West Virginia already requires all DUI offenders to install and maintain an ignition interlock device when convicted. Even if there is no court order for an interlock, a DUI suspect may need an interlock as a result of an administrative suspension through the DMV. Before that situation even occurs, there has to be a reason to require the interlock like a blood alcohol concentration (BAC) reading that is too high, or just when the DUI suspect violates the West Virginia implied consent laws – laws which prohibit a driver from refusing a police breathalyzer test.
It is entirely possible to end up with an ignition interlock device without ever going to court or having a DMV hearing about a drunk driving incident. All because a suspect violated West Virginia implied consent laws.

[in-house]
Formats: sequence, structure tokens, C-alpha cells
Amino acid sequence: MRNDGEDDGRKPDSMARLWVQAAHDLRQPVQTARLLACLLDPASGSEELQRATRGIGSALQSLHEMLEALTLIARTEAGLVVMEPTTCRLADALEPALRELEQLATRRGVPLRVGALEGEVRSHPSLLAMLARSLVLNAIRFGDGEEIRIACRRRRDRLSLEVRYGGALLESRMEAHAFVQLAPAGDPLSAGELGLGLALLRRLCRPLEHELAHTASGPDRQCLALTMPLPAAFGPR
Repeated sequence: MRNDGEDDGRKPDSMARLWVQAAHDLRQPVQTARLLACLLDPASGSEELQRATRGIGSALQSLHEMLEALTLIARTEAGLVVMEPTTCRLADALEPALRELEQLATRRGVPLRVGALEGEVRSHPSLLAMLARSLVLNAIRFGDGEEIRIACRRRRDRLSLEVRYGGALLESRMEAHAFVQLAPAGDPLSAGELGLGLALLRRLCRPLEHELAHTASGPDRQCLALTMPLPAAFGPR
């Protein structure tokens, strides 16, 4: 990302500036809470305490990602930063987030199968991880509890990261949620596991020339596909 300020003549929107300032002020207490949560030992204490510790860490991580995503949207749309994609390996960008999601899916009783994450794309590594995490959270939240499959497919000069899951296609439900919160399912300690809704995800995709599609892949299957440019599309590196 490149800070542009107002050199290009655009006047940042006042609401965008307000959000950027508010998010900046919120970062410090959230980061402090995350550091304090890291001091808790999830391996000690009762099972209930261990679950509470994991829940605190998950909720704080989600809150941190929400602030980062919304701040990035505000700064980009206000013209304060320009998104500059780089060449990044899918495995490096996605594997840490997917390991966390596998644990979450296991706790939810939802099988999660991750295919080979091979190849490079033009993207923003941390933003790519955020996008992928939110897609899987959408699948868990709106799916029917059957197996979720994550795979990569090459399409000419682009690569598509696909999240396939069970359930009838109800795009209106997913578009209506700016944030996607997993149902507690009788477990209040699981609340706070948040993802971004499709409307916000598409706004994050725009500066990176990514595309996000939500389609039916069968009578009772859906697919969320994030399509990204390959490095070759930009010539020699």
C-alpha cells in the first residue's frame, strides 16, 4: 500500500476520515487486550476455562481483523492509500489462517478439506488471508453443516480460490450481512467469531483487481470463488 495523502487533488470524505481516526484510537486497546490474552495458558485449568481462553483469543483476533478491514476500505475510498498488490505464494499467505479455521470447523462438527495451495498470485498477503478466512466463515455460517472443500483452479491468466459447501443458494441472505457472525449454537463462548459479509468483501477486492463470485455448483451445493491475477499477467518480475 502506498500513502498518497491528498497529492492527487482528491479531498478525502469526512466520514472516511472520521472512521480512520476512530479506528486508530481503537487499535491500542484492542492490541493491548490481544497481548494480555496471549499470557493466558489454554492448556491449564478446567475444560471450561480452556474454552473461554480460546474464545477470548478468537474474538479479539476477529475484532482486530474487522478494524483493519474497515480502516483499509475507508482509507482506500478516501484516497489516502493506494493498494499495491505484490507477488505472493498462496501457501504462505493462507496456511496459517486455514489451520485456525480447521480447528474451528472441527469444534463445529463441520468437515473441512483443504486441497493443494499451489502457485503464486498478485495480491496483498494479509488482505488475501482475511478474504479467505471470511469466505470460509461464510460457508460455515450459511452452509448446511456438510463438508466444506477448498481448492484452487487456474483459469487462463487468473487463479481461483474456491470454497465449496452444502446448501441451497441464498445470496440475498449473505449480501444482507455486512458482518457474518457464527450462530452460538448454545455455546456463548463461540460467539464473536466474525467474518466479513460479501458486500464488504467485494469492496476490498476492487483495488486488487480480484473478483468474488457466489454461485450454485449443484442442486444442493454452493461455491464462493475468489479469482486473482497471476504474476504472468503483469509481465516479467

When it comes to refusing BAC testing, West Virginia implied consent laws have strict penalties, especially in comparison to other states. Once asked to submit a breath or other BAC sample to law enforcement, you are allowed 15 minutes to consider your options. If you choose to refuse the test, you’ll face the following:
- First refusal: one-year license revocation, or 45-day license revocation with one-year ignition interlock installation.
- Second refusal: five to ten-year license revocation.
- Third refusal: lifetime license revocation.
With a second refusal violation, there is no reduction of the revocation time, even if you install an ignition interlock device. Instead, you could apply to reinstate your license with the DMV. However, these West Virginia implied consent penalties are separate and/or on top of any restrictions or consequences you may face for a DUI or drunk driving conviction or other administrative sanction. West Virginia does not take drunk driving lightly and will ensure that at every stage of a DUI arrest, the suspect is given some of the toughest penalties in the U.S.